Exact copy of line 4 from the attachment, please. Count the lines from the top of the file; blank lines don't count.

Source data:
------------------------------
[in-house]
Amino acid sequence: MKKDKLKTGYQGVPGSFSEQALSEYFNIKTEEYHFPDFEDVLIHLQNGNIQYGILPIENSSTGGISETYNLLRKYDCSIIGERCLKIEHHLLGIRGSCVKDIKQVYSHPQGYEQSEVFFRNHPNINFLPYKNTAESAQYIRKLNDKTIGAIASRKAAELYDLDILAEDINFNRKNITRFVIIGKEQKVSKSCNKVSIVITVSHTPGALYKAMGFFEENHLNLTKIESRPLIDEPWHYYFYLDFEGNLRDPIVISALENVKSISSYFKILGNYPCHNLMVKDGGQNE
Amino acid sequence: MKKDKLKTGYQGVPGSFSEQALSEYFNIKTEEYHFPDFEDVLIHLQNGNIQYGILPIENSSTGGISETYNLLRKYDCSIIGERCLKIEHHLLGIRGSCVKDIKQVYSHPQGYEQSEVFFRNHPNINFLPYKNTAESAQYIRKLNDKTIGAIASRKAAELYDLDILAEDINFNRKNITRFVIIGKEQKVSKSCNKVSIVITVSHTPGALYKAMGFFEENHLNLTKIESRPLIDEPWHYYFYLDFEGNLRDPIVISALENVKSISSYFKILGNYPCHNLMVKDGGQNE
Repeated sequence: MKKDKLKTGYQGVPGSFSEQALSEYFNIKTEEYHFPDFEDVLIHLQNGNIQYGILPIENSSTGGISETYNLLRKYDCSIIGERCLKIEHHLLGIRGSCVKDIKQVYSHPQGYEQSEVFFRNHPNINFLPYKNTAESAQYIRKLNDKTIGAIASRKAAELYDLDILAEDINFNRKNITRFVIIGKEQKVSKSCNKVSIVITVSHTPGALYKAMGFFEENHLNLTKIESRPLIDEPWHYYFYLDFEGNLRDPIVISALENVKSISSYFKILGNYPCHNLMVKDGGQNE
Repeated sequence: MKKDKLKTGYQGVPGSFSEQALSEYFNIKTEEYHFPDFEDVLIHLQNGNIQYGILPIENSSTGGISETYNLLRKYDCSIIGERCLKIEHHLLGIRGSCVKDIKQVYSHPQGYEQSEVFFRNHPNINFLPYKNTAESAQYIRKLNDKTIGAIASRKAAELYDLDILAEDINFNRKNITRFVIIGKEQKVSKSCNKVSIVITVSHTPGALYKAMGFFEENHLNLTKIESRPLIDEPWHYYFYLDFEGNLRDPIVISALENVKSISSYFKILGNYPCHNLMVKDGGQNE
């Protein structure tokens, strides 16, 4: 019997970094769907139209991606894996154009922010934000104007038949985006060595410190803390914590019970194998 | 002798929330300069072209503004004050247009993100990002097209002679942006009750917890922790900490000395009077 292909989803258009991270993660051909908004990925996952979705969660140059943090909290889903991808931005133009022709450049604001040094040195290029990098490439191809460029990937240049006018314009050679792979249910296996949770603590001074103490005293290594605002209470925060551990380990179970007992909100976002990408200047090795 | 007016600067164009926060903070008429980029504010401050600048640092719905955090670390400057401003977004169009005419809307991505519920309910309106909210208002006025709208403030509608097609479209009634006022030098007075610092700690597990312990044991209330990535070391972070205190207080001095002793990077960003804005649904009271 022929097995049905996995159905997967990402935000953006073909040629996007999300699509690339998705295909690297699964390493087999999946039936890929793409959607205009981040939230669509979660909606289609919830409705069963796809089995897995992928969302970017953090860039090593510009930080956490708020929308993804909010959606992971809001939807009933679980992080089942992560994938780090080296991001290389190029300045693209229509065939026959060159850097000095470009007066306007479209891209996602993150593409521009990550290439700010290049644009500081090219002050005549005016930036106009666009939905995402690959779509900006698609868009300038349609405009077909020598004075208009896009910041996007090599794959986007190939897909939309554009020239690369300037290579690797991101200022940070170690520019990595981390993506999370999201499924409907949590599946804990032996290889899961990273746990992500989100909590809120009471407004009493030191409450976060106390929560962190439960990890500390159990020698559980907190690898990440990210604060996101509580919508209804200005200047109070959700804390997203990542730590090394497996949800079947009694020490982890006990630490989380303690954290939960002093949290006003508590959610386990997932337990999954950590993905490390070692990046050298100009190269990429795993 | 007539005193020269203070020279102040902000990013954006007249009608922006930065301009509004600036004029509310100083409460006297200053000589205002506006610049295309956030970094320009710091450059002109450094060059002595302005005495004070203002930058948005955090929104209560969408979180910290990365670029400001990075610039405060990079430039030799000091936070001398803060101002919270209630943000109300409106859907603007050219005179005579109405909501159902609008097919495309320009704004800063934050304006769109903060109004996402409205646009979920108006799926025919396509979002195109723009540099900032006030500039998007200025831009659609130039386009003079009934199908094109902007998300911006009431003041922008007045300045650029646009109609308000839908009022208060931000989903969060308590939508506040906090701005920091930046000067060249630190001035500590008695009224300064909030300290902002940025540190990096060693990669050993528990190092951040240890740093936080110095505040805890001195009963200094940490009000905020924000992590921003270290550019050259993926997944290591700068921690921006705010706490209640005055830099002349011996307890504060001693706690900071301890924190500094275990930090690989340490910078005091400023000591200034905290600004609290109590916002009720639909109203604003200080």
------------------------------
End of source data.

Repeated sequence: MKKDKLKTGYQGVPGSFSEQALSEYFNIKTEEYHFPDFEDVLIHLQNGNIQYGILPIENSSTGGISETYNLLRKYDCSIIGERCLKIEHHLLGIRGSCVKDIKQVYSHPQGYEQSEVFFRNHPNINFLPYKNTAESAQYIRKLNDKTIGAIASRKAAELYDLDILAEDINFNRKNITRFVIIGKEQKVSKSCNKVSIVITVSHTPGALYKAMGFFEENHLNLTKIESRPLIDEPWHYYFYLDFEGNLRDPIVISALENVKSISSYFKILGNYPCHNLMVKDGGQNE